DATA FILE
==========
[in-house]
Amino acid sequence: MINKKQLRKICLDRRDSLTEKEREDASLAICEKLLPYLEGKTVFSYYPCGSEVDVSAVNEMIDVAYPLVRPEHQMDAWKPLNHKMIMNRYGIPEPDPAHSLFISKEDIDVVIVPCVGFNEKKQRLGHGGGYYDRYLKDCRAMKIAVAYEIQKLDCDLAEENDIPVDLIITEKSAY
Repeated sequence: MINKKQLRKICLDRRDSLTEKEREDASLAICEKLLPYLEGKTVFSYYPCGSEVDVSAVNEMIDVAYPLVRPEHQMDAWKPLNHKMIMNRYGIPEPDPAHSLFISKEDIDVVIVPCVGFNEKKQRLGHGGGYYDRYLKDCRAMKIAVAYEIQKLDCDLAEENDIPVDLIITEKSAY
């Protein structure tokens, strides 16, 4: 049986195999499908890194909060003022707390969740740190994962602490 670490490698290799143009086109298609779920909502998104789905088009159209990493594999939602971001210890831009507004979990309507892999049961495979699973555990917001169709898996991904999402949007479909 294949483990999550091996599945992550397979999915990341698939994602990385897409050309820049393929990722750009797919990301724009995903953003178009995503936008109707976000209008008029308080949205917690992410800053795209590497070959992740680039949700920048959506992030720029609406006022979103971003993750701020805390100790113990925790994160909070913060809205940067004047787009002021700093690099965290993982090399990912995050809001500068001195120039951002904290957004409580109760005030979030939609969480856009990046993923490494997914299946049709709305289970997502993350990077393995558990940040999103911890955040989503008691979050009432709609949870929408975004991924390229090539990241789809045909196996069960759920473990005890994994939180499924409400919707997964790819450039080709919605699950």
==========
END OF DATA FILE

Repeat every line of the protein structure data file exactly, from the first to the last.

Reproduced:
[in-house]
Amino acid sequence: MINKKQLRKICLDRRDSLTEKEREDASLAICEKLLPYLEGKTVFSYYPCGSEVDVSAVNEMIDVAYPLVRPEHQMDAWKPLNHKMIMNRYGIPEPDPAHSLFISKEDIDVVIVPCVGFNEKKQRLGHGGGYYDRYLKDCRAMKIAVAYEIQKLDCDLAEENDIPVDLIITEKSAY
Repeated sequence: MINKKQLRKICLDRRDSLTEKEREDASLAICEKLLPYLEGKTVFSYYPCGSEVDVSAVNEMIDVAYPLVRPEHQMDAWKPLNHKMIMNRYGIPEPDPAHSLFISKEDIDVVIVPCVGFNEKKQRLGHGGGYYDRYLKDCRAMKIAVAYEIQKLDCDLAEENDIPVDLIITEKSAY
């Protein structure tokens, strides 16, 4: 049986195999499908890194909060003022707390969740740190994962602490 670490490698290799143009086109298609779920909502998104789905088009159209990493594999939602971001210890831009507004979990309507892999049961495979699973555990917001169709898996991904999402949007479909 294949483990999550091996599945992550397979999915990341698939994602990385897409050309820049393929990722750009797919990301724009995903953003178009995503936008109707976000209008008029308080949205917690992410800053795209590497070959992740680039949700920048959506992030720029609406006022979103971003993750701020805390100790113990925790994160909070913060809205940067004047787009002021700093690099965290993982090399990912995050809001500068001195120039951002904290957004409580109760005030979030939609969480856009990046993923490494997914299946049709709305289970997502993350990077393995558990940040999103911890955040989503008691979050009432709609949870929408975004991924390229090539990241789809045909196996069960759920473990005890994994939180499924409400919707997964790819450039080709919605699950």